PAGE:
Over the past forty years, Bion's work has influenced a number of thinkers—practitioners and non-practitioners alike—who are concerned with art and creativity. Since this book was first compiled, Bion studies have flourished, and there are now available a wealth of books and articles in English and other languages. For example: Symington & Symington (1996); Sandler (2005); Bleandonu (1994). Jacobus (2005) is one of the few who have explored the connection between Bion's ideas and philosophical aesthetics. This chapter will look at Bion's development of Freud's and Klein's metapsychology and the impact of his ideas on current aesthetic debate, largely developed through the work of Donald Meltzer and his step-daughter, Meg Harris Williams.

The evolution of Bion's work begins with his early papers on schizophrenia in the 1950s, which were the basis of the elaboration of a more sophisticated “theory of thinking”, developed in 1962. His earlier writings (pre-1970) attempt to place psychoanalysis on a more “scientific” footing, using various analogies mainly taken from mathematics, geometry, biology, physics, and chemistry. These methods of exposition, however, largely fell short of Bion's expectations, and in his pursuit of a new universe of discourse we see him gradually shifting away from the scientific to the more aesthetic and mystical (religious) vertices, drawing upon an impressive array of philosophers, poets, and mystics, including Sophocles, Plato, Meister Eckhart, Kant, Shakespeare, Milton, and Keats.

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Medium 9781855758247

CHAPTER FOUR: Love in the time of psychotherapy

Gerrard, Jackie Karnac Books ePub

Love in the time of psychotherapy

“It is the physician’s love that heals the patient”

(attributed to Ferenczi)

It has long seemed to me that “love”, in our work as psychoanalytical psychotherapists, seems to have been much neglected. I believe that most patients who present for analysis or psychotherapy feel themselves quite unlovable at some very deep level. My hypothesis in this chapter is that until and unless there can be felt moments of love for the patient by the therapist the patient is not able to develop fully. I think it is only when a patient can arouse our deepest loving feelings (not empathy) that we can really hope for a truly positive outcome from our work.

At times when I have questioned changes in patients, I have asked myself “Do I love X because he/she is making use of me and starting to change?” (my narcissism); or, indeed, “is it because I have found myself able to love him/her that growth and a sense of lovableness are now possible?” (allowing his/her healthy narcissism to develop). Paradoxically, I may discover my loving feelings when a patient is finally able to vent his/her rage and hate towards me or when a patient is struggling to reach, or has managed to reach, feelings of pain, loss, despair, joy, etc., either towards me or towards some significant other. I may find my loving feelings when a very “concrete” patient shows some capacity for play and symbolization. In other words, those moments, not of compassion, pity, or empathy, but of an unspoken rush of feeling of “I really love you” for a patient, can arise at various times and within many scenarios. In my first analysis, when I felt unlovable very often, even though I had many loving relationships in my life, I wanted urgently to know if my analyst loved me. Her wise response was something like “when you come to feel loved by me, then you will know”. It was very true. It happened again in my second analysis. In hindsight, although many years of hard work and interpretation were undergone by both of us, what mattered most to me was that I reached a deeply felt sense of being lovable.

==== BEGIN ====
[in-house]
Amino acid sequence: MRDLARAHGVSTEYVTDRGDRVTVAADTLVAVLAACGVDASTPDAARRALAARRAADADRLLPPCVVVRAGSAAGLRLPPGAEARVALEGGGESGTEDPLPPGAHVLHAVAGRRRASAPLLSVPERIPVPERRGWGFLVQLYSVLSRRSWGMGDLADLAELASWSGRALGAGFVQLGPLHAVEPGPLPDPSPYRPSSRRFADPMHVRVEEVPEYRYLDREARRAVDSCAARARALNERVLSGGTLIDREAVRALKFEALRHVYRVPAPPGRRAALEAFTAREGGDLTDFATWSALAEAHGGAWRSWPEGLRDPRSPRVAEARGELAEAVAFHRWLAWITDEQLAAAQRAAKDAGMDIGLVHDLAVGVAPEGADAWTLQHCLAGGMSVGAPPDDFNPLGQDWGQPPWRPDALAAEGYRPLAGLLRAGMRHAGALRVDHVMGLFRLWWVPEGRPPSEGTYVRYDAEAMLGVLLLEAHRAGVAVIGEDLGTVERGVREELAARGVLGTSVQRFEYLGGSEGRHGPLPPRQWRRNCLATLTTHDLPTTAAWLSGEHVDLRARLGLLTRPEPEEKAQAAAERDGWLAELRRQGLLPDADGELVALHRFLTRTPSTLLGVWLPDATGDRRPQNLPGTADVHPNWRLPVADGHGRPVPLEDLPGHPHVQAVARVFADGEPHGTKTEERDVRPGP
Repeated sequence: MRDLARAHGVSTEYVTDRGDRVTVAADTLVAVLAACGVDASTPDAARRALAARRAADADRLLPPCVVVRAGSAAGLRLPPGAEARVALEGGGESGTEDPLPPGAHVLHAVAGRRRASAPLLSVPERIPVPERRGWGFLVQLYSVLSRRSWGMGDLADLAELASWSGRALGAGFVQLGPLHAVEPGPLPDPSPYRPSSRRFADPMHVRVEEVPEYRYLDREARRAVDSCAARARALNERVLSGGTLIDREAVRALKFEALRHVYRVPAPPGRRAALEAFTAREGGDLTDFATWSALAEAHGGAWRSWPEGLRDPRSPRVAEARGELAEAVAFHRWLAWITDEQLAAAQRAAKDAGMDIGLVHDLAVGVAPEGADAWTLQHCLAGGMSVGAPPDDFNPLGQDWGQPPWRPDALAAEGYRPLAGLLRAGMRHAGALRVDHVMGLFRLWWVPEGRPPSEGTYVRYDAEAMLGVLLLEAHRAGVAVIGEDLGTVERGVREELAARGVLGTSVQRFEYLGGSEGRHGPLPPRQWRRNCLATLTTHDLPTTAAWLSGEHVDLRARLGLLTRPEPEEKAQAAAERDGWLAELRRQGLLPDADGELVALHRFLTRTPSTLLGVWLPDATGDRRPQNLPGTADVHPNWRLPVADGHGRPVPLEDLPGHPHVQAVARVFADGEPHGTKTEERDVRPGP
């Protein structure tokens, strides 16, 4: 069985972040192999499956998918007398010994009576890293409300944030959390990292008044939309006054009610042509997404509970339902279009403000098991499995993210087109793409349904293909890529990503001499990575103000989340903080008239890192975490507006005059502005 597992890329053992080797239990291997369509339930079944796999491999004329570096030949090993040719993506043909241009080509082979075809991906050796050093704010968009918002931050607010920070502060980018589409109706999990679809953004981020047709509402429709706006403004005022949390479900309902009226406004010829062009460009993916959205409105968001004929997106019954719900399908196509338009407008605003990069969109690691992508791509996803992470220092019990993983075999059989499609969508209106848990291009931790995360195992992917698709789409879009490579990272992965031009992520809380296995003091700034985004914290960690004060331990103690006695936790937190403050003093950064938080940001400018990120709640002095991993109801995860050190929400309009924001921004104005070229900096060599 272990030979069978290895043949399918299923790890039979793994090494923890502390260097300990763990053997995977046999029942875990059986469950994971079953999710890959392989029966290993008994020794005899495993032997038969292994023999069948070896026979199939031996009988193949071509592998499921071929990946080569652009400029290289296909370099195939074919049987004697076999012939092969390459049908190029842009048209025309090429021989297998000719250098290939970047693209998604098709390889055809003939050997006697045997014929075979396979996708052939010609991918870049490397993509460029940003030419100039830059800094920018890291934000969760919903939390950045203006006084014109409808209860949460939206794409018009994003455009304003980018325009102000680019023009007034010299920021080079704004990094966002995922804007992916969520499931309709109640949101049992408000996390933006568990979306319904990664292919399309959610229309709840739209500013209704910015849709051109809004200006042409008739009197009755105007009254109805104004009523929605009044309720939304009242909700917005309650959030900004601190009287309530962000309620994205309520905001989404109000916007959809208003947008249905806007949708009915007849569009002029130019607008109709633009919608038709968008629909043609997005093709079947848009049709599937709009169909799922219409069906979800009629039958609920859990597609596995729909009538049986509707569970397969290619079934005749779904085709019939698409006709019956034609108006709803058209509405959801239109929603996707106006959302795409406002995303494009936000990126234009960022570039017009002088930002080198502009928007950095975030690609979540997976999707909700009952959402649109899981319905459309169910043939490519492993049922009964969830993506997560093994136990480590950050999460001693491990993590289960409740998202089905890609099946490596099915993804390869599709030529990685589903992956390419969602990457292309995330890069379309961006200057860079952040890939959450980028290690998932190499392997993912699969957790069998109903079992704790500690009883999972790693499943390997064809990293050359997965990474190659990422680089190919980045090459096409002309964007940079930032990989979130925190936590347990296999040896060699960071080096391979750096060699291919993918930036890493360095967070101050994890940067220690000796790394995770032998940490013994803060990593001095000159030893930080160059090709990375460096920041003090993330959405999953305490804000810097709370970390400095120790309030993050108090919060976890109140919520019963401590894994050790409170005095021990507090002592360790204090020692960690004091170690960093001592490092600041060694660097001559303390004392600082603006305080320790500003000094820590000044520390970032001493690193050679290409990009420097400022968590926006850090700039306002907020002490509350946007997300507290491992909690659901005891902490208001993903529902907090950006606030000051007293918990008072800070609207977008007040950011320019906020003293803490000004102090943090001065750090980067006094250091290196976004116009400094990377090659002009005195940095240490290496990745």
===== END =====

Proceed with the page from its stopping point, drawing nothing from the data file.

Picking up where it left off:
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Medium 9781855759206

17. Man without God?

Rickman, John Karnac Books ePub

A belief in one God or in many gods is almost universal in mankind, but there are individuals—and worthy ones—who live full, kindly and creative lives without apparently, any such belief. So a belief in God, though widespread, is not a necessity in Man’s life, as are oxygen and food. Without these last, no one can live for long; without a belief in God, however, some people can develop harmoniously—indeed, it is sometimes difficult to tell from their behaviour, even under stress, whether those people believe in God or not.

How the idea of God arises

I think it unwise to make general statements on a subject of this kind because general statements so often express the aspirations of the speaker rather than a reflection of what we see in the world around us. Instead, I want to put some questions, as much to myself as to you: when does the idea of God come into the individual’s mental life? Is there in the course of a man’s life a change or series of changes in the pattern or quality of this idea? What function does the God-idea serve in the development of the personality? Can the idea of an omnipotent God ever act as an inhibiting factor in the growth of the personality or of the intelligence? Is it possible that disbelief may be an endeavour to free the mind from an unnecessary constraint? What factors alter an individual’s apparent need for God, and is there a direct or an inverse relation between the need for God and other of man’s needs? And lastly, under what conditions does a person become, or appear to become, independent of a belief in God?

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Medium 9781780490250

1: Rejection, refusal, denial: developing capacities for negation